Characteristics in Adults

These characteristics can vary from day-to-day, or minute-to-minute. The most consistent thing about them is their inconsistency.

WORK RELATED

  • Employed in areas that emphasize use of visual imagery. (Entrepreneurs, engineers, tradesmen, artists, executives, ITs, salesmen or athletes.)

  • Difficulty focusing on the task at hand: may excel at multitasking.

  • Has difficulty with or is stressed by organizing meetings or events.

  • Inability to follow-through, finish tasks or consistently hold a job.

  • Unable to advance in the workplace due to a fear of, or inability to complete written exams.

VISION AND READING

  • Experiences headaches, stomach aches or stress while reading.

  • Confused by letters, numbers, words or sequences.

  • Unaware that reading or writing shows repetitions, additions, transpositions, omissions, substitutions and reversals in letters, numbers and/or words.

  • Proof-reading is ineffective.

  • Extremely good vision, observant, or lacks depth perception or peripheral vision. 

  • Avoids reading aloud; finds silent reading easier.

  • Needs to reread information several times in order to comprehend.

  • Gets tired or bored easily from reading.

WRITING & SPELLING

  • Trouble with writing or copying, pencil grip is unusual, hand cramps up, handwriting varies or is illegible.

  • Poor spelling; relies on “spell-check” before sending emails, memos or documents.

  • Difficulty filling out forms.

  • Uses only capitals letters or mixes upper case and lower case when writing; combines cursive and print; frequently abbreviates words.

  • May alter word choice when writing – to avoid spelling mistakes.

Gratitude%20Journaling_edited.jpg

DIRECTIONALITY

  • Difficulty with North, East, South and West

  • Reading a map

  • Confuses left and right.

HEARING & SPEECH

  • Appears to hear things not said or apparent to others; argues frequently; often accused of “not listening.”

  • Difficulty putting thoughts into words, stutters under stress, mispronounces long words, or transposes phrases, words and syllables when speaking.

  • Easily distracted or frustrated by sounds when trying to focus.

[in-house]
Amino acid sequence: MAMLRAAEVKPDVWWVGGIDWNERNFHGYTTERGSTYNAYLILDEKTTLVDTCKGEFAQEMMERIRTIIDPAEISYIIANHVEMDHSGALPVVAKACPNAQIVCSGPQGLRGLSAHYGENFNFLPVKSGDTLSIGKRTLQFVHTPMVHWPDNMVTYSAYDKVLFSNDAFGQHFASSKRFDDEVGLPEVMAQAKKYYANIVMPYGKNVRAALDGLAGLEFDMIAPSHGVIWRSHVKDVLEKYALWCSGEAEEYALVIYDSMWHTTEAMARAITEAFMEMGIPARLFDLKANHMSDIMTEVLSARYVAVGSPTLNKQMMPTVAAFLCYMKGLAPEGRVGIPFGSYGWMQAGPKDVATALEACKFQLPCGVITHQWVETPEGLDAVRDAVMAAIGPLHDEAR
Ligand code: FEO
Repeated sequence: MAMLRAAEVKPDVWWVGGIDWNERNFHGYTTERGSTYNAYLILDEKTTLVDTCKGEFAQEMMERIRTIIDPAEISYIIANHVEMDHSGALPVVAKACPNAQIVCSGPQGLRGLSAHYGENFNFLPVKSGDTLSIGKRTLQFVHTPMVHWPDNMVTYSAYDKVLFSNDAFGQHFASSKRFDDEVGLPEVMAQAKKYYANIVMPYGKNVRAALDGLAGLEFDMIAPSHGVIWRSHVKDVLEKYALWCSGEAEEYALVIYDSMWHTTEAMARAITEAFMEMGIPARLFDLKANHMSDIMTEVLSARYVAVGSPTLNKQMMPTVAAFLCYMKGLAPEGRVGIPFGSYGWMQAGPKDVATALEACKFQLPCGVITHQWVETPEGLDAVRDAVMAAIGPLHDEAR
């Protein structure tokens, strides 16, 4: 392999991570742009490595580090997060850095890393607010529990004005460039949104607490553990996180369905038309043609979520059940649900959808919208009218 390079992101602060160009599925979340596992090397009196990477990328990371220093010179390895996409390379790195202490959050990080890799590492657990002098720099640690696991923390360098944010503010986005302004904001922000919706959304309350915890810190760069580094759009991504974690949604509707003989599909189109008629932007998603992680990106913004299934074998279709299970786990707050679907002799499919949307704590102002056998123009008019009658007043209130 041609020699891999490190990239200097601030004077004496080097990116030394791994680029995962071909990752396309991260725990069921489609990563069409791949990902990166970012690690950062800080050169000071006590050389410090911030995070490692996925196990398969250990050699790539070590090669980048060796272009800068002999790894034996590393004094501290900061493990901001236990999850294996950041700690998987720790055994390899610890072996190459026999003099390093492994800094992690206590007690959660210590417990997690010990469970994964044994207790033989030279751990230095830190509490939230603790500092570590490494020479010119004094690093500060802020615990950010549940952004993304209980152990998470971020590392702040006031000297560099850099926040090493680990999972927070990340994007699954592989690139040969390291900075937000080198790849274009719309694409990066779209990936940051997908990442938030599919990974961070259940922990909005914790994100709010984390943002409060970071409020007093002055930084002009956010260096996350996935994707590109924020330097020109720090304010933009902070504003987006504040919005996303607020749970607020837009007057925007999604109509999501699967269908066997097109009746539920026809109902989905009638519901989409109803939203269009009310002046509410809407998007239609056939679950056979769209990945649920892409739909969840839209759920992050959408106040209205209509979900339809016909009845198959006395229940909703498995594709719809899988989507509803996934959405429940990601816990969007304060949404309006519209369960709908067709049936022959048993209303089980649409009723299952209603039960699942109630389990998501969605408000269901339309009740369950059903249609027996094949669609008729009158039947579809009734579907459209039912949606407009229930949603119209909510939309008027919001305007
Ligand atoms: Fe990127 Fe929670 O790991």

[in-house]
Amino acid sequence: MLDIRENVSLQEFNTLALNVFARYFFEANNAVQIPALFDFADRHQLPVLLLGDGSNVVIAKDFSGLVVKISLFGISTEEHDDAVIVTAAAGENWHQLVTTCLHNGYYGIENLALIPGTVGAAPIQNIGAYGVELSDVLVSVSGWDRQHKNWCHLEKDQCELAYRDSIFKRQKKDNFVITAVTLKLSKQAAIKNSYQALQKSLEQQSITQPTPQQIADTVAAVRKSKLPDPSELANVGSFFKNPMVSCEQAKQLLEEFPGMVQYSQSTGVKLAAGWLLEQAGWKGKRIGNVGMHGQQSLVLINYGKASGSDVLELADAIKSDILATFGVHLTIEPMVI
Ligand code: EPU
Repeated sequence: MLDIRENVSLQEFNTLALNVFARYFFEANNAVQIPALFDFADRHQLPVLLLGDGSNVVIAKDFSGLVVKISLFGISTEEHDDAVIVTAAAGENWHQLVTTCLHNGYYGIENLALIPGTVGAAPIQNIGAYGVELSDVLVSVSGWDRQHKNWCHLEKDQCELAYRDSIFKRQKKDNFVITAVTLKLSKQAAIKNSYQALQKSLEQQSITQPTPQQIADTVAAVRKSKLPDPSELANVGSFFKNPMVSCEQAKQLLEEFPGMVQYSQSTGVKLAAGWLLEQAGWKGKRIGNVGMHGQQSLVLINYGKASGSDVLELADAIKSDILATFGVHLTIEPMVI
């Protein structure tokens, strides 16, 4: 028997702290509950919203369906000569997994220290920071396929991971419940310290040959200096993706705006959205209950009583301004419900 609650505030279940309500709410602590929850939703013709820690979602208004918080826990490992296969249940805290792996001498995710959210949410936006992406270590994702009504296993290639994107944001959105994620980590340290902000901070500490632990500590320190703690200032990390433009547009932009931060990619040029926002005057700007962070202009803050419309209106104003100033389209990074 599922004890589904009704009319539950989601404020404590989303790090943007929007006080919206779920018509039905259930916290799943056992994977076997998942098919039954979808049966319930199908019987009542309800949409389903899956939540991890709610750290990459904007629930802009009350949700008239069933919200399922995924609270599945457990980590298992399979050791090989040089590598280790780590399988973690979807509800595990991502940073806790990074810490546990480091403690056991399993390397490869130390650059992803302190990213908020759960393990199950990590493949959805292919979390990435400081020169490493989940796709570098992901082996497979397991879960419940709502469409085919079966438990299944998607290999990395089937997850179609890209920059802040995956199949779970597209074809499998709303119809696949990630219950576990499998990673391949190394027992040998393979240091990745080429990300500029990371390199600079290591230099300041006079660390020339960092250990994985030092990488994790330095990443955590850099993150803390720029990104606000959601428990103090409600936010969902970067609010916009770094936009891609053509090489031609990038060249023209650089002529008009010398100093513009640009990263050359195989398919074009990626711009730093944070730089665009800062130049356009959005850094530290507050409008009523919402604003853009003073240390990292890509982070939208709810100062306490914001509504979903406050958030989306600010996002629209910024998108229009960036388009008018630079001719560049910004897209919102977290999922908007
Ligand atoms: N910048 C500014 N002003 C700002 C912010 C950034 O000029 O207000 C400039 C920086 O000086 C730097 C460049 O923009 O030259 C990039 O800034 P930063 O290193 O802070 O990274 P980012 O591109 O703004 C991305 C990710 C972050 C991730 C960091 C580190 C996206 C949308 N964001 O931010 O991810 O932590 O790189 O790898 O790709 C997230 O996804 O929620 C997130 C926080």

SOCIAL SKILLS

  • Withdrawn or fearful of social situations which are out of their “comfort zone.”

  • May be loud, boisterous, inappropriate or offensive in social situations.

  • Unaware of others or very empathetic of others.

MATH AND TIME MANAGEMENT

  • Has difficulty managing time: consistently late or too early, difficulty predicting how long a task may take.

  • Dependent on finger counting, calculators and other math tricks.

  • Difficulty counting objects or dealing with money.

  • May show exceptional talent in math.

 

 

MOTOR SKILLS

  • Clumsy (need to hold onto a handrail when descending stairs, difficulty throwing accurately, inability to stand on one foot)

  • Prone to motion sickness.

  • Above average athletic ability.

MEMORY AND COGNITION

  • Excellent long-term memory for experiences, locations, faces and specialized areas of interest.

  • Poor memory for sequences, names, facts and information that has not been experienced.

  • Thinks primarily with images and feeling, not sounds or words.

  • Skilled at problem-solving – may have an answer well before others.

 

 

BEHAVIOR AND PERSONALITY

  • Extremely disorderly (loses keys, glasses, etc.) or compulsively orderly.

  • Fussy eaters or sensitive to foods, additives or chemical products.

  • Difficulty adjusting to changes in routine; follows a strict set of “rules” for self-management.

  • May be an extra deep or light sleeper.

  • Extremely high or low tolerance for pain.

  • Strong sense of justice, emotionally sensitive, strives for perfection; may over-react when making a mistake.

  • Enjoys video games.

  • Reliance on others in areas of writing, organization, book-keeping (spouse, secretary, etc.)

  • Easily frustrated, stressed or overwhelmed – resulting in annoyance, anger or emotional outbursts.

Used with Permission. Stacey Smith. (2009) “Adult Characteristics of Dyslexia.”  Rocky Point Academy. www.rockypointacademy.com